GI JOE A REAL AMERICAN HERO #156
What did the
Artist: Agustin Padilla
Cover: Agustin Padilla, Rod Whigham
First I need to admit my bias: G.I. Joe is the first comic I collected full time, so I'm always a sucker for anything involving the Joes. Having said that, I was a little hesitant about picking up this book. IDW has really carved out its own piece of Joe history, so I wasn't sure that they needed to return to this storyline and this universe. Would it be insane madness like "X-Men Forever"? Would it be someone in the latter part of their career looking for a way to stay relevant but ultimately coming off as a sad shadow of yesteryear? Or would it be a nice chance to reminisce about the old days? With these questions in mind I picked up G.I. Joe #156.
First, let me get the art out of the way. Augustin Padilla does great work making the book look distinct, yet still keeping with the overall look of IDW's Joe line. While it doesn't quite harken back to the Marvel book, the use of the old school COBRA grunt uniforms brings the reader back.
Now for the story. I like it, but it's only fair to say that you have to like a certain style of storytelling to like this book. This is Hama geeking out in all his military-jargon glory. He explicates everything that everyone does, detailing why they are doing what they are doing or why they shouldn't be doing what they are doing. Everything the COBRA's do is patently stupid, and he'll tell you so in no uncertain terms. Firing an automatic rifle from a moving car? Stupid. Not shooting the big man with the meat cleaver from across the room? Stupid. Walking in front of a microwave emitter? Stupid. Not having blinders on your binocular lenses to keep sunlight from glinting off them? Stupid. Word balloons, even entire panels, devoted to telling you, the reader, how dumb all these things are. Likewise, everything the Joes do is intricately laid out so you can see how smart they are. All the while, people are saying things like "Romeo Papa" and calling people by spelling their names in radio alphabet. This was the kind of thing that I liked in small chunks back in the day, but it gets overwhelming here. However, Snake-Eyes fights ninjas. No matter what these guys bring to the fight (including rocket launchers and sniper rifles apparently), Snake-Eyes always beats the Red Ninjas. What more do you need?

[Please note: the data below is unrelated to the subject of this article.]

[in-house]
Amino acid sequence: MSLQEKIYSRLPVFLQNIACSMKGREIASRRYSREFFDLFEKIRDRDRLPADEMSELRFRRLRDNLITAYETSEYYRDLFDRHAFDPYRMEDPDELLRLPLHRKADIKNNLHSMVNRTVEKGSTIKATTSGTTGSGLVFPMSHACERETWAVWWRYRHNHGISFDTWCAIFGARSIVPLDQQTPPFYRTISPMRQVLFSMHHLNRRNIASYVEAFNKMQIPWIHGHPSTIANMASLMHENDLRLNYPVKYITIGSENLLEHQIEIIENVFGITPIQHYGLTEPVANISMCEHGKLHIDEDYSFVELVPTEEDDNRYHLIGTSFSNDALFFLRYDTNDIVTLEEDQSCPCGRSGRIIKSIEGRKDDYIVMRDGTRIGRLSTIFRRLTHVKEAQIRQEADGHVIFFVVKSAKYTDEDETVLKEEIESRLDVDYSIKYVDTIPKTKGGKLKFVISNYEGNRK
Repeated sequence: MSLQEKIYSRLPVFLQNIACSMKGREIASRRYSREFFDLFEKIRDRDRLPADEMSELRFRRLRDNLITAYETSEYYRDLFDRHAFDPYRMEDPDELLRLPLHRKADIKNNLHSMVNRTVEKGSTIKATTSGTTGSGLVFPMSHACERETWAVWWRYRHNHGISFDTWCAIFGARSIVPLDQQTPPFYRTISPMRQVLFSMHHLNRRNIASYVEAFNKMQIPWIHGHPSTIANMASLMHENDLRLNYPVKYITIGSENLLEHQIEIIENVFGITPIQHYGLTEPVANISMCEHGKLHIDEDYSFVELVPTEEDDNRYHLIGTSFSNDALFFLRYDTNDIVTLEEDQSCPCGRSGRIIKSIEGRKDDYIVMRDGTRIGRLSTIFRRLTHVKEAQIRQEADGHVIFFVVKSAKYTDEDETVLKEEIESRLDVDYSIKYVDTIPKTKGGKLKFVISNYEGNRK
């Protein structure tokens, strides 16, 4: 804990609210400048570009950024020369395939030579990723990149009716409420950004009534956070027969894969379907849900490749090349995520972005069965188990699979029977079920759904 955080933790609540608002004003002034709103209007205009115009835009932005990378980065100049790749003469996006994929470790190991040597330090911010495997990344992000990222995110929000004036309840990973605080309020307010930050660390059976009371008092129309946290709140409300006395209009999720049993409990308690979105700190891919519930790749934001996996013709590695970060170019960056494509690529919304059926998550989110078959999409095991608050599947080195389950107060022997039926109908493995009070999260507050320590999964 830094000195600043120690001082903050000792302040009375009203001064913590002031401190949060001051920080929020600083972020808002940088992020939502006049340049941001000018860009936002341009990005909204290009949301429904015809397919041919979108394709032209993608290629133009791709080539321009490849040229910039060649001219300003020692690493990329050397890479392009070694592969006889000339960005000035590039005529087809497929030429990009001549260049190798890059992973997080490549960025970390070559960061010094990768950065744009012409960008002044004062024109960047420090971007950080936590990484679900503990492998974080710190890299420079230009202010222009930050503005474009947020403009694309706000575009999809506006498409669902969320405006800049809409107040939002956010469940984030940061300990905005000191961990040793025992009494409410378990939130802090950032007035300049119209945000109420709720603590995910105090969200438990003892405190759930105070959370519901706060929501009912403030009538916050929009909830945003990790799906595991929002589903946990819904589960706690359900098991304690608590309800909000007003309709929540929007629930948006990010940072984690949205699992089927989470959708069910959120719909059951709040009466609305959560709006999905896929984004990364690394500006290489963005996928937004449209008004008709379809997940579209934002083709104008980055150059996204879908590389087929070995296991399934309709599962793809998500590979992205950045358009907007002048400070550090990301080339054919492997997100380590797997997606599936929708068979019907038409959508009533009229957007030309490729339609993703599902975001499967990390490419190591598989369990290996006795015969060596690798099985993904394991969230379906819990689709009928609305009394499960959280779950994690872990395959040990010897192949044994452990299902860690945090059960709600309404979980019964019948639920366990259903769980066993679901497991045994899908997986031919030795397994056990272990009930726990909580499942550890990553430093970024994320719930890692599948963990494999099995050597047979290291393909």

Plotwise, this is a mash-up of the post-Cobra Civil War and the Millville stories. COBRA is in control of U.S. national security, supplying soldiers through various front operations (there's even a C.O.B.R.A. "citizen's group," turing the name into an acronym). The Joes are on the run and being hunted down - by said idiotic COBRA grunts - and are preparing to gather at some pre-determined place. Of course, Hama hits the reader over the head twice with the message of how quickly people trade rights for security, just as he used to do.
If you've read any of the Marvel G.I. Joe recently and didn't think it sounded dated, then you will likely appreciate this book. Just be aware that, for better or for worse, it hasn't changed much in 16 years.
Art: 4 - Very Good